The lymph system helps control the flow of fluids in the body and is part of the immune system. The lymph system consists mainly of a type of white blood cell called lymphocytes—there are two main types:
- T lymphocytes (T cells). There are many types of T cells. Some T cells destroy germs or abnormal cells in the body, while other T cells help boost or slow the activity of other immune system cells.
- B lymphocytes (B cells). They make proteins called antibodies that help protect the body from bacteria and viruses. Hodgkin lymphoma usually starts in B cells.
Lymph tissue is in many parts of your body, so Hodgkin lymphoma can start almost anywhere.
Major sites of lymphoid tissue
- Lymph nodes. Lymph nodes are bean-sized collections of lymphocytes and other immune system cells. They’re found throughout the body, including inside the chest, abdomen (belly), and pelvis. They’re connected to each other by a system of lymphatic vessels.
- Lymph vessels. A network of tiny tubes (a lot like blood vessels) that connect lymph nodes and carry immune cells in a clear fluid called lymph. Lymph is collected from around the body and put into the bloodstream.
- Spleen. The spleen is an organ that’s under the lower ribs on your left side. The spleen is part of your immune system. It makes lymphocytes and other immune system cells. It also stores healthy blood cells and filters out damaged blood cells, bacteria, and cell waste.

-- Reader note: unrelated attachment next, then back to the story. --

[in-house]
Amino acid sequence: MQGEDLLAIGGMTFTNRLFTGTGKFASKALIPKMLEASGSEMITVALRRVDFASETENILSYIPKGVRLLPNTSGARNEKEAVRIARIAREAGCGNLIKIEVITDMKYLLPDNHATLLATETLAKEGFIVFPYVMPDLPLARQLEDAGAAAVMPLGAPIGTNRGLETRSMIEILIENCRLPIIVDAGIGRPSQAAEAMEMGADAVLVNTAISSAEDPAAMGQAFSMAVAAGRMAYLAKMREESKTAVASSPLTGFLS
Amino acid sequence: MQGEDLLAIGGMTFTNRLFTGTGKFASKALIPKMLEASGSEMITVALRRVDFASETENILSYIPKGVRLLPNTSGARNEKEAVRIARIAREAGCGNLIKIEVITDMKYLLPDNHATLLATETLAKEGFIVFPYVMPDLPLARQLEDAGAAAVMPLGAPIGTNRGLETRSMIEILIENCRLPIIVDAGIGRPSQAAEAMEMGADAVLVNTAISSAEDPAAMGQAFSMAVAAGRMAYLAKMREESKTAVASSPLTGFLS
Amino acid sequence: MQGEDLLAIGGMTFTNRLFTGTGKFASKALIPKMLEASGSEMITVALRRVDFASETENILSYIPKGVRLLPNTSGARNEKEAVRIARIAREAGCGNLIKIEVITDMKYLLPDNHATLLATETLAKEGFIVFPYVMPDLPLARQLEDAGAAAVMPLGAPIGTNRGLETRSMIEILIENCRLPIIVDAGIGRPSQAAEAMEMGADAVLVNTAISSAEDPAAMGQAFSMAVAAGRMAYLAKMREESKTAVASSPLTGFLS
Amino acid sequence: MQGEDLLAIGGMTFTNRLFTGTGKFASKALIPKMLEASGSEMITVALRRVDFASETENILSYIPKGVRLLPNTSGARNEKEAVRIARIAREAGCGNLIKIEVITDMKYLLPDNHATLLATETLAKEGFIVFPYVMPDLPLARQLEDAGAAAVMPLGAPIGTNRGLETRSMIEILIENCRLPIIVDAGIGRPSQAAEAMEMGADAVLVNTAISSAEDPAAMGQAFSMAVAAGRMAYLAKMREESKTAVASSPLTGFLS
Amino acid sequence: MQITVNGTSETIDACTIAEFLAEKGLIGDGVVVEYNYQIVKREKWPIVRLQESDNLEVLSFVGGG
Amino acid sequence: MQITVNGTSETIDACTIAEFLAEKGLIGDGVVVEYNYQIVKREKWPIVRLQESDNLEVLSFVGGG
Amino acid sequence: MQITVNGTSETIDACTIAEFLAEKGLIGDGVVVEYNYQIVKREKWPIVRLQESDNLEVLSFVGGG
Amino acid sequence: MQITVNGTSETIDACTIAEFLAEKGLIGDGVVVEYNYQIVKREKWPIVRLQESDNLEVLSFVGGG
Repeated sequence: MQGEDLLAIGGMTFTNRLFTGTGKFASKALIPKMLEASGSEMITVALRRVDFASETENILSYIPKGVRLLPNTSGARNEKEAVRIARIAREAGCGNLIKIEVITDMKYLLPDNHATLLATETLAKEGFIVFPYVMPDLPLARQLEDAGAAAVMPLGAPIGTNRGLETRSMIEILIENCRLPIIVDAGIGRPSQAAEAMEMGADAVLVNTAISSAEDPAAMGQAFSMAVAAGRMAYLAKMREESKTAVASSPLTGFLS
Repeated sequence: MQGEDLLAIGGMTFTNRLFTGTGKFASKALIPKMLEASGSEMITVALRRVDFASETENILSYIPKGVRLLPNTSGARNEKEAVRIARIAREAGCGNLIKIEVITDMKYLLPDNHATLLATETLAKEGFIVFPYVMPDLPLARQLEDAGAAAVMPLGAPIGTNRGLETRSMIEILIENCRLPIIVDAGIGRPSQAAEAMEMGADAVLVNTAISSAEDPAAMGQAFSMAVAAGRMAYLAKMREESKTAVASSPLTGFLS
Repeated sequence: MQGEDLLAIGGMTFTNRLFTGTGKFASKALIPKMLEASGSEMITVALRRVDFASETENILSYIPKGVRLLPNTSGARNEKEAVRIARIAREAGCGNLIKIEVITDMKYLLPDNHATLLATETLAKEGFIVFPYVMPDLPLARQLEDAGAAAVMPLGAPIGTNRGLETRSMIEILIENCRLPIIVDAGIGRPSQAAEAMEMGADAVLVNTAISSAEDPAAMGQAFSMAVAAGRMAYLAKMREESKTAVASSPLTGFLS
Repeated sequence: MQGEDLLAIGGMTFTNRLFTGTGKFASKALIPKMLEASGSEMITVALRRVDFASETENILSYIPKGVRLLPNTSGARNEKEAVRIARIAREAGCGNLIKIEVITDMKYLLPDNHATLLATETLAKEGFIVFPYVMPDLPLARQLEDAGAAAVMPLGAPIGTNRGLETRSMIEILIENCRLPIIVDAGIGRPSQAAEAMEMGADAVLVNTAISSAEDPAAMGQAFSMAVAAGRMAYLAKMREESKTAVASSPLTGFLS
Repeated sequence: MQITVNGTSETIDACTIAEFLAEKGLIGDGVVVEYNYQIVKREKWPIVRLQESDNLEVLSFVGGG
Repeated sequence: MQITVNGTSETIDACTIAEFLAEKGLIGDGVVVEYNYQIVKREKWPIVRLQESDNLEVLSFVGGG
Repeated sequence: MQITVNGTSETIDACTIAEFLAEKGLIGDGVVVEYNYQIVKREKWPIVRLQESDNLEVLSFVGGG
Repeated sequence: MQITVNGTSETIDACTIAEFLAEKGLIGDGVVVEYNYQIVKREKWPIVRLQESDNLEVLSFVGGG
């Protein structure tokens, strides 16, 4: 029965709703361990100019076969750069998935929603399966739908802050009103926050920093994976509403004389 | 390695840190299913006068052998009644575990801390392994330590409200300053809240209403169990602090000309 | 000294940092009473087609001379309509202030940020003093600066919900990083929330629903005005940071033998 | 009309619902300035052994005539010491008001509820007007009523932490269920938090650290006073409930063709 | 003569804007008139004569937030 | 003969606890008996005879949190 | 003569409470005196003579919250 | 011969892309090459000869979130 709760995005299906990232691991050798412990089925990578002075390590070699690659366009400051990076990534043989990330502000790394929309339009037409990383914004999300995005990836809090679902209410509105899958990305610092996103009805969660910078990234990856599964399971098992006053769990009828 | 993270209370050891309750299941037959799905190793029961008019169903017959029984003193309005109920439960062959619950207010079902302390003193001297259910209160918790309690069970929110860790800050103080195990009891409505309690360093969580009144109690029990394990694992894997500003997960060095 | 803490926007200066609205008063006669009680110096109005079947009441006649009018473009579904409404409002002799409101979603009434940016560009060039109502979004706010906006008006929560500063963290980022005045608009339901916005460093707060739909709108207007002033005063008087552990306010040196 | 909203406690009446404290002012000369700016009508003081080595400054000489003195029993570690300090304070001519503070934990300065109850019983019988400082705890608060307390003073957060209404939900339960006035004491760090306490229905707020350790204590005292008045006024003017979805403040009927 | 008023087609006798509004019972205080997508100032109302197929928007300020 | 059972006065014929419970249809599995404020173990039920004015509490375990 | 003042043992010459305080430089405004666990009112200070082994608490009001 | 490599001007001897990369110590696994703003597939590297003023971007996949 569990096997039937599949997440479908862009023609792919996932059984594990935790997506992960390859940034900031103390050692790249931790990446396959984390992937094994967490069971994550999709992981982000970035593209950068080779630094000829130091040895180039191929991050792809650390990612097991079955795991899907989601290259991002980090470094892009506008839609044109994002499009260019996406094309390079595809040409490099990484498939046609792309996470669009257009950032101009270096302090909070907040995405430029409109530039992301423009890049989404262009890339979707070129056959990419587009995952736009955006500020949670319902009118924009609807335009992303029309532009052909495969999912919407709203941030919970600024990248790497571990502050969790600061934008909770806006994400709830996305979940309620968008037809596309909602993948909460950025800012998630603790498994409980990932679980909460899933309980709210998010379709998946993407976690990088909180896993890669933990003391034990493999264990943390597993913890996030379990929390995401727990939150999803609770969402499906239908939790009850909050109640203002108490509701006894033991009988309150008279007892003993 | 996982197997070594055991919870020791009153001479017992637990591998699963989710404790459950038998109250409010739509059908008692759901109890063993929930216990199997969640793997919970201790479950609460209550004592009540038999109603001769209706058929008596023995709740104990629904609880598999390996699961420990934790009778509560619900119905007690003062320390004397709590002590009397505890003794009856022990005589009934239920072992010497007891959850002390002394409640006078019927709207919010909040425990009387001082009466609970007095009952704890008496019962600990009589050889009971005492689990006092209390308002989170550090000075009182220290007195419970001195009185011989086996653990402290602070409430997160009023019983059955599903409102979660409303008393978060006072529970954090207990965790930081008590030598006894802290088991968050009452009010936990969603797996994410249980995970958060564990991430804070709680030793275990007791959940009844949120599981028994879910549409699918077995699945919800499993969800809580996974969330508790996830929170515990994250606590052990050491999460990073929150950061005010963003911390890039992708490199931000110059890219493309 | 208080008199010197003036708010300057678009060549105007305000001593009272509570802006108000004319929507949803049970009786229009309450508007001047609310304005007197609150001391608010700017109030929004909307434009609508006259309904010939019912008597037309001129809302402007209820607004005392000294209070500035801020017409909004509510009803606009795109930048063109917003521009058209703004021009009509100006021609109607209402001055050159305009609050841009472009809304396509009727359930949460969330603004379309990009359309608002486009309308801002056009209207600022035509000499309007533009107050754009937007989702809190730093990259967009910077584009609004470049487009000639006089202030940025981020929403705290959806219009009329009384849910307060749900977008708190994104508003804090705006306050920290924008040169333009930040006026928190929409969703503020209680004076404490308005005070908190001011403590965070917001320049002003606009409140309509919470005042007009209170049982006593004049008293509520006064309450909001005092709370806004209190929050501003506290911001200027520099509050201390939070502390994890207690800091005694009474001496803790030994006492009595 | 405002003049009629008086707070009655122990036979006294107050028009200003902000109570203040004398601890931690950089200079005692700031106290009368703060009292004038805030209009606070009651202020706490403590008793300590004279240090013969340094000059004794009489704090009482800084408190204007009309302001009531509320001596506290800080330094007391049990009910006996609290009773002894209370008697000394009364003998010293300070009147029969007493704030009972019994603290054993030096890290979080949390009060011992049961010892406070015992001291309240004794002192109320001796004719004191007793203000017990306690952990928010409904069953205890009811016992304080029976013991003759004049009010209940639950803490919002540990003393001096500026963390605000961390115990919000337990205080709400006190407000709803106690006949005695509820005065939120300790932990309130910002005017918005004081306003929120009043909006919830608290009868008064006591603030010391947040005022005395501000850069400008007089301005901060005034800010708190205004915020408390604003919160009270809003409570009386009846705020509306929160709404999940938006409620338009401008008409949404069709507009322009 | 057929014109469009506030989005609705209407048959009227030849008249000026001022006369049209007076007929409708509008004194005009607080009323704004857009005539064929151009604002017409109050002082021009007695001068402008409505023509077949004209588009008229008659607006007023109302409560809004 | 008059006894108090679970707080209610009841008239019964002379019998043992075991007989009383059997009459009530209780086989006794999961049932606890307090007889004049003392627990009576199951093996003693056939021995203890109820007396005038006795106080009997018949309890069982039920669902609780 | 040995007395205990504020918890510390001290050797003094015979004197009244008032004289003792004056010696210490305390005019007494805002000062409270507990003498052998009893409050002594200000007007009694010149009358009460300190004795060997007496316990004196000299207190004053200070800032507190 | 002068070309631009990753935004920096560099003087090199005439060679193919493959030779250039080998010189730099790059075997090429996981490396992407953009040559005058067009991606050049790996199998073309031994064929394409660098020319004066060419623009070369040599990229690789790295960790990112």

- Bone marrow. The bone marrow is the liquid, spongy tissue inside certain bones. New blood cells (including some lymphocytes) are made there.
- Thymus. The thymus is a small organ behind the upper part of the breastbone and in front of the heart. It’s important for T lymphocyte development.
- Adenoids and tonsils. These are collections of lymph tissue in the back of your throat. They help make antibodies against germs that are breathed in or swallowed.
- Digestive tract. The stomach, intestines, and many other organs also have lymph tissue.
Although Hodgkin lymphoma can start almost anywhere, most often it starts in lymph nodes in the upper part of the body. The most common sites are in the chest, neck, or under the arms.
Hodgkin lymphoma most often spreads through the lymph vessels from lymph node to lymph node. Rarely, late in the disease, it can invade the bloodstream and spread to other parts of the body, such as the liver, lungs, and/or bone marrow.